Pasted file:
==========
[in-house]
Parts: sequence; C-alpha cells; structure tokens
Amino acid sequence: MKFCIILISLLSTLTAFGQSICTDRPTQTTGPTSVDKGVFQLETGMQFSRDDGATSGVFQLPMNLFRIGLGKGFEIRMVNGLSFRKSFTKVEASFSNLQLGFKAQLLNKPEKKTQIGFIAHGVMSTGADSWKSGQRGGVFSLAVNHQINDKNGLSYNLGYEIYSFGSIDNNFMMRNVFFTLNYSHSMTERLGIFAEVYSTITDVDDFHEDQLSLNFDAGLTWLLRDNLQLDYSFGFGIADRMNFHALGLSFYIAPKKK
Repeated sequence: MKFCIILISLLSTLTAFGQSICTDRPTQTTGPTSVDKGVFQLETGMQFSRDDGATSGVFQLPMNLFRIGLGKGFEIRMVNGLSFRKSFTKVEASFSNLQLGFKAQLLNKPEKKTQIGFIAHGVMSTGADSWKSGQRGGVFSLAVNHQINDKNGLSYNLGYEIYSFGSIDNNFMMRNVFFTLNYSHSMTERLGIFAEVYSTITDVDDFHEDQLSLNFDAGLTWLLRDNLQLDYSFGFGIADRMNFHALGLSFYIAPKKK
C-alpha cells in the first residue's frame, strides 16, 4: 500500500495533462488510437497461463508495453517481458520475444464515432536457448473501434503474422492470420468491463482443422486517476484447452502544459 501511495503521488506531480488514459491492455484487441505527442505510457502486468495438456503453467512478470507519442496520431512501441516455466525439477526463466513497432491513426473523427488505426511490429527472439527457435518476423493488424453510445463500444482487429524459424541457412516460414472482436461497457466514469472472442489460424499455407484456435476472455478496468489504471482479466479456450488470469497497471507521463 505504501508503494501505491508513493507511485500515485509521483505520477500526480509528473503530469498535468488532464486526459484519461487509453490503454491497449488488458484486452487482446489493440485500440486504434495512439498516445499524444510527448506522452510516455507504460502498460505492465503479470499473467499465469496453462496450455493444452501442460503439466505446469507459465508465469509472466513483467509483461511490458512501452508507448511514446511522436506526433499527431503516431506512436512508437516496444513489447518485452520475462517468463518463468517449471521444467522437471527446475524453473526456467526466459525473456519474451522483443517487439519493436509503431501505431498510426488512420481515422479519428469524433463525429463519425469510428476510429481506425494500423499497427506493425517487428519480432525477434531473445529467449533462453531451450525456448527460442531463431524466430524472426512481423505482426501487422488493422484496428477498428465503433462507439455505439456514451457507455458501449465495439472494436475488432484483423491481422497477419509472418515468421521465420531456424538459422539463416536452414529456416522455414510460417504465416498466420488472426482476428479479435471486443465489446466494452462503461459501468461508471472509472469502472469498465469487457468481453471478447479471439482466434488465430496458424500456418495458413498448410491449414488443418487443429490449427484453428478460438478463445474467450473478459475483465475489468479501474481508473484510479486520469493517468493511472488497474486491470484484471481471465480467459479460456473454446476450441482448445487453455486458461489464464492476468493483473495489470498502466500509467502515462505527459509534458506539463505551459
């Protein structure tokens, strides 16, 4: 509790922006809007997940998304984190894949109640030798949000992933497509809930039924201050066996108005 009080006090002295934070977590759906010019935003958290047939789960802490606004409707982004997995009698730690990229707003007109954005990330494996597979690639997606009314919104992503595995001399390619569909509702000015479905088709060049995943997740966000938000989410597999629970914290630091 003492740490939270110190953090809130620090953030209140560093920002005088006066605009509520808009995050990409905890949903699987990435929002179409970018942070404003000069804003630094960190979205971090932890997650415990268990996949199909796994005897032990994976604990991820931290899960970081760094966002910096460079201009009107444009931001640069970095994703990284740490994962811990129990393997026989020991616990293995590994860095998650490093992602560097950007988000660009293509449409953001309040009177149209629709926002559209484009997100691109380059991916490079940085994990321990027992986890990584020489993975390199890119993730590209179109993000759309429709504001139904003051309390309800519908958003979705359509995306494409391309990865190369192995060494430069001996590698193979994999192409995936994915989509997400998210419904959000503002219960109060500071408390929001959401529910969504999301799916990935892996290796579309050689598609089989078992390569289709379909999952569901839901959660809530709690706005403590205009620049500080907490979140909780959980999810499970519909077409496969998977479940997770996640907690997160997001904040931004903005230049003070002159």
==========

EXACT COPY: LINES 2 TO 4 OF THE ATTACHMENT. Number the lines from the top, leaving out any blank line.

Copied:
Parts: sequence; C-alpha cells; structure tokens
Amino acid sequence: MKFCIILISLLSTLTAFGQSICTDRPTQTTGPTSVDKGVFQLETGMQFSRDDGATSGVFQLPMNLFRIGLGKGFEIRMVNGLSFRKSFTKVEASFSNLQLGFKAQLLNKPEKKTQIGFIAHGVMSTGADSWKSGQRGGVFSLAVNHQINDKNGLSYNLGYEIYSFGSIDNNFMMRNVFFTLNYSHSMTERLGIFAEVYSTITDVDDFHEDQLSLNFDAGLTWLLRDNLQLDYSFGFGIADRMNFHALGLSFYIAPKKK
Repeated sequence: MKFCIILISLLSTLTAFGQSICTDRPTQTTGPTSVDKGVFQLETGMQFSRDDGATSGVFQLPMNLFRIGLGKGFEIRMVNGLSFRKSFTKVEASFSNLQLGFKAQLLNKPEKKTQIGFIAHGVMSTGADSWKSGQRGGVFSLAVNHQINDKNGLSYNLGYEIYSFGSIDNNFMMRNVFFTLNYSHSMTERLGIFAEVYSTITDVDDFHEDQLSLNFDAGLTWLLRDNLQLDYSFGFGIADRMNFHALGLSFYIAPKKK